Beware of Self Talk

We are so used to our own inner chat that it is very easy to not notice what we actually tell ourselves on a daily basis.
Unfortunately our inner voice is not always supportive of us, to say the least, and it is one of the most influential parameters in our ability to thrive or not.
Very often we are our worst critic, and we put ourselves down, harshly, without a second thought.
“I am such a klutz!” we think after failing to perform skillfully a manual task. In front of a mirror: “Oh my God… I look awful.” After making a mistake: “I can’t do anything right, these days.” And on and on we go…
Not only the content, but the tone of our inner voice affects us greatly.
A lot more in fact, than what we could guess at first. Unconsciously we keep lecturing the child we once were. So familiar it goes unnoticed this has a compounding effect.

In any given moment, we are either our best friend or our worst critic, being our own unconditional supporter toward happiness and success or harshly pointing at anything we consider less than perfect with cold and unforgiving judgement.

In fact, self-criticism affects our lives deeply.
The effects of denigrating ourselves are devastating, though we barely realize it.
It impacts negatively our personal relationships, body image, confidence and quality of life in general. It most usually comes from an early lack of recognition and support from majors role figures and primary caregivers, becoming an accepted way to look at oneself, despite accomplishments or positive feedback later on in life. It’s a mental loop, coming from lack of support and perpetuating it.

Sure enough, seeing oneself wrong becomes a self verifying premise influencing our current results because when we believe that we are not good enough, we automatically perform less well, or we don’t accept any result less than perfect, and may become extremely rigid, in our thinking and in our behavior. This in return, undermines our ability to relate to others, to be compassionate or to see the good in what we do. It affects our mood, our physical posture, and our outlook on Life itself.
Nothing beneficial is to be had from negative self-talk!

Then, how can we stop this self sustained sabotage ?
First: give attention and notice what we do tell ourselves, all day long, in all kinds of occasions. Make a point to become aware of what kind of thoughts and words pop by default, when we happen to make a mistake or to mess up somewhat, in any situation.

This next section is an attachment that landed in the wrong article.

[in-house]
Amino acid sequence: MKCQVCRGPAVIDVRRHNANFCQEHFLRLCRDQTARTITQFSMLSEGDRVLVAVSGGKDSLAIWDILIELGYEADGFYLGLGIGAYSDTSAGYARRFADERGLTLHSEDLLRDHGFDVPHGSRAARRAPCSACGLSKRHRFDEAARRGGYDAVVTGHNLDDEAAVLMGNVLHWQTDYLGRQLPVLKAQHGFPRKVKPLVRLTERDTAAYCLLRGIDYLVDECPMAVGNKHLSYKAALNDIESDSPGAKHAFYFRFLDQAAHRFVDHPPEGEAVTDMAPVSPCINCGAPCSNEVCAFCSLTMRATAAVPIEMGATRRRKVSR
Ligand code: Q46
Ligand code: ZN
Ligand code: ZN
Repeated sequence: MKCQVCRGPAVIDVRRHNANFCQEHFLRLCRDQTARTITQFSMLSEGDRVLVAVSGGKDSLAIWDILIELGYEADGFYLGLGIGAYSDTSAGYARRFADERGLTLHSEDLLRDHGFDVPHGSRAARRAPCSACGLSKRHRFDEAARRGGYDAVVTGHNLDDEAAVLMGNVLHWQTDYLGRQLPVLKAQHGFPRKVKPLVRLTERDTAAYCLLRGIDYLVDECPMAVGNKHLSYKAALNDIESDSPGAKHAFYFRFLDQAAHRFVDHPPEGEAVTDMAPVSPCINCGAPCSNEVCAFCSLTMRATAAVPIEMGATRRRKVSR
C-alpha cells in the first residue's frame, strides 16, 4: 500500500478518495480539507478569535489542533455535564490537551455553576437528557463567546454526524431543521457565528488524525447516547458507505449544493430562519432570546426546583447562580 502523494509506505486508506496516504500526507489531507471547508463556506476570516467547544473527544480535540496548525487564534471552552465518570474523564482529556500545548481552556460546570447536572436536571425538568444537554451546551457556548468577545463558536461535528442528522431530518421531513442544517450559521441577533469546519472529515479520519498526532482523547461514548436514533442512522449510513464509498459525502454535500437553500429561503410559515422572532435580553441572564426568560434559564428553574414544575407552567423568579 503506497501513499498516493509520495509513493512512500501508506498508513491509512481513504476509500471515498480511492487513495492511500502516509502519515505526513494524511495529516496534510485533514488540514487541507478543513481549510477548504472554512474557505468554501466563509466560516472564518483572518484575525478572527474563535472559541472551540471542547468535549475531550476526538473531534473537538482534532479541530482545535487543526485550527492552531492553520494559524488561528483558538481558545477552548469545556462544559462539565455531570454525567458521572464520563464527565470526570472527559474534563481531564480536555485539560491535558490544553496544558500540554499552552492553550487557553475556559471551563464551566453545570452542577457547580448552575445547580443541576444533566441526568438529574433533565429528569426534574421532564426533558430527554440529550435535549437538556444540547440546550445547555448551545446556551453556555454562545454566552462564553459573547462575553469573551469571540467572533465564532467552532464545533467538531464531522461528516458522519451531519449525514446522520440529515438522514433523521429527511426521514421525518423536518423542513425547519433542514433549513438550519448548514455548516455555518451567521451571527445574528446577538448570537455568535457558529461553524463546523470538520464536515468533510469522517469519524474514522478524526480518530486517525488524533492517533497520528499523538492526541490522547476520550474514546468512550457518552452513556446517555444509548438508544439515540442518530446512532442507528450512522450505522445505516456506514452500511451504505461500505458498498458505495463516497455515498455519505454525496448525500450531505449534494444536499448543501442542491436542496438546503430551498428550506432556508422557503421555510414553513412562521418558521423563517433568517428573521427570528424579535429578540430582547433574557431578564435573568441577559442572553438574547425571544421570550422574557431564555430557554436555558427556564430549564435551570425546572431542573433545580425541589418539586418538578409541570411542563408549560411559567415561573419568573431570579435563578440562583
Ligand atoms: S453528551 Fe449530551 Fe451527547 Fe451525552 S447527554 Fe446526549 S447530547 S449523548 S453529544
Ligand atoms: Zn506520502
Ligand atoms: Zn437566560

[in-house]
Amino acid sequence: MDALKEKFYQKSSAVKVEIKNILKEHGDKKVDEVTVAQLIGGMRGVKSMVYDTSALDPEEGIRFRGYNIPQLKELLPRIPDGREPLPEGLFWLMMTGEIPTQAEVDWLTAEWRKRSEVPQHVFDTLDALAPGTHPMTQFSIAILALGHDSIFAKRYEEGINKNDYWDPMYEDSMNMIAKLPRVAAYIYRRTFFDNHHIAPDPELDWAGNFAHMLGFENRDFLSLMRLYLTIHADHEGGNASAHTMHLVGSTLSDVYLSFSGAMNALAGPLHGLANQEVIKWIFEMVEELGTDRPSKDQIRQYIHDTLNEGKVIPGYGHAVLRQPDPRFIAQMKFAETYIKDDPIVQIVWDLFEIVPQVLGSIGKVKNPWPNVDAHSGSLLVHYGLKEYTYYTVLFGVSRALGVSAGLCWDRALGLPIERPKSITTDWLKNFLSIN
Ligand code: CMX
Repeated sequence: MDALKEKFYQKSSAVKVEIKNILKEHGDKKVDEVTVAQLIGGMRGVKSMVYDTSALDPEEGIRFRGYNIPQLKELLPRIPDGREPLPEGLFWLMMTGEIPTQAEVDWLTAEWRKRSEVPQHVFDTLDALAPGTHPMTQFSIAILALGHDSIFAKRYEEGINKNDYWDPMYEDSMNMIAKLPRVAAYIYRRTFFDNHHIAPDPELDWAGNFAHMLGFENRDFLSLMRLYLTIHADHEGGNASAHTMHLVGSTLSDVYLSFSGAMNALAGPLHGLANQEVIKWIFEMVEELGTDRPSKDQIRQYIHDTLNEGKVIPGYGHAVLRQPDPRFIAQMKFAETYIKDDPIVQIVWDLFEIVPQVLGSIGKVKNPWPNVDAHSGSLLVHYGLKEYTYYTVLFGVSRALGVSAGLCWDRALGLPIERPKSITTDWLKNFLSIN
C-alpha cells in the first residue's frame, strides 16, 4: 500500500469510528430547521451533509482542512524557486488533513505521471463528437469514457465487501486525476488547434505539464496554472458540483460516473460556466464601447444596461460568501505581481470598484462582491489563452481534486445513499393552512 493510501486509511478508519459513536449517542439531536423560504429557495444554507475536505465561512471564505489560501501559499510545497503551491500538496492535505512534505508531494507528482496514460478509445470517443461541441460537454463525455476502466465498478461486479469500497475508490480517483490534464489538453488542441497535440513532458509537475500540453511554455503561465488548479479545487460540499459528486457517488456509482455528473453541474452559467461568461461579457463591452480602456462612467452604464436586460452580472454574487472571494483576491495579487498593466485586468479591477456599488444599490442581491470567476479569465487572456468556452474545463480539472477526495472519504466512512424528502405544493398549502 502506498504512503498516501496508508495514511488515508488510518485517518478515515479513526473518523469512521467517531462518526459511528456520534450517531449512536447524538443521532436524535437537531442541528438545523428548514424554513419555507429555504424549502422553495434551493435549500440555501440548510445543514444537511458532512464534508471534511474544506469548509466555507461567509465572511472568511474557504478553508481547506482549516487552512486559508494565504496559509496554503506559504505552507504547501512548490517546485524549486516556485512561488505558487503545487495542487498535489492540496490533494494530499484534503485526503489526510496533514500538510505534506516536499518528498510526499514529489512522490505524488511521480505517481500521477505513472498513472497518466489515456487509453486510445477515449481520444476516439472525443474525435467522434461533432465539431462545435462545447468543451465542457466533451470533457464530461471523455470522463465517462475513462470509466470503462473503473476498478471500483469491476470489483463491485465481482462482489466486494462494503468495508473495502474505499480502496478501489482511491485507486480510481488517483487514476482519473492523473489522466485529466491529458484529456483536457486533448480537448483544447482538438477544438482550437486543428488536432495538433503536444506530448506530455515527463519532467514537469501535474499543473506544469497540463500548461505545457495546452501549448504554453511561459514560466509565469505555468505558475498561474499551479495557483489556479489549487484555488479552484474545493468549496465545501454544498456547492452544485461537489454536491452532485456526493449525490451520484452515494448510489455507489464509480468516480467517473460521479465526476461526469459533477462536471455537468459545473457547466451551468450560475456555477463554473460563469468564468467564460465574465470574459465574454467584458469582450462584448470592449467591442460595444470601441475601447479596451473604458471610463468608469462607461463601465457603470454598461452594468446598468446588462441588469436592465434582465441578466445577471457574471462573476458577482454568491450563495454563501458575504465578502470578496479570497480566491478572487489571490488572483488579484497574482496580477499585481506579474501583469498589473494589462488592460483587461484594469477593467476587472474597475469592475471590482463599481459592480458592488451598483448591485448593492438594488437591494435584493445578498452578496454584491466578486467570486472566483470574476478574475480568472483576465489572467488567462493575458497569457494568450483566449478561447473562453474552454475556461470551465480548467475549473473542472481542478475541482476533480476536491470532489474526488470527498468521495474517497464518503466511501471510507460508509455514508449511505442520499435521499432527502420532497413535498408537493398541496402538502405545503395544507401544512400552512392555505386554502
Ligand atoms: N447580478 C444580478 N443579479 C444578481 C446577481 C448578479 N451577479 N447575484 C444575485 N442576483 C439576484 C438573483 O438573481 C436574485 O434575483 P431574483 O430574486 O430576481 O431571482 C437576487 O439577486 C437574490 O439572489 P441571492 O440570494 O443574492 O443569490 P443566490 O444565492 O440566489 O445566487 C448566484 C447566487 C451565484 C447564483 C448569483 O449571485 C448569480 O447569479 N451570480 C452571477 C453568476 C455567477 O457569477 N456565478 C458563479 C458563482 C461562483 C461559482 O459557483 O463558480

What do we think FIRST ? What do we say ?
Do we let ourselves be learners, looking at the missed result as being a brand new incentive, or a little glitch, or a reminder, in any case nothing related to our true value…
Or do we immediately focus on the wrongness, the failure, the imperfection, and sanction it with a disapproving, disregarding, scornful thought?

Awareness is power.
Once we are more aware of how much self-condemning we are, making a point to replace the negative thought by a thought of encouragement (as if we were supporting a toddler’s efforts to learn how to walk) puts us in a completely new dimension.

I personally have a hard time keeping up with daily exercise, it is not my forte, and I have to really use discipline and will to stay on track. Which I don’t always do. However, instead of beating myself up for any lapse, I make a point to congratulate myself warmly EVERY single time I do exercise! “Good job!” I say to myself. “Well done! That was great!”.
I say it out loud. I say it every time. I smile with pride.
I let myself revel in the feeling of “doing it right”.
Because I know that I have years of harshness behind me, I make sure to reinforce positively and very consciously, everything and anything that I do that serves my growth and my becoming more of who I want to be, for myself and others.
The thing is: if I treat myself with more love, more supportiveness, more approbation, and more benevolence, I automatically feel more at peace with the world.
I automatically succeed more. I am in better health. My relationships flow better.

We create our own ceiling for anything.
I believe the way we talk to ourselves, the way we look at ourselves, and the level of love we feel genuinely for ourselves determines the standard of what we can receive from outside of us.
Let’s beware of our self-talk. And make the necessary changes. Consciously, purposefully.
Because our entire life will be better for it.

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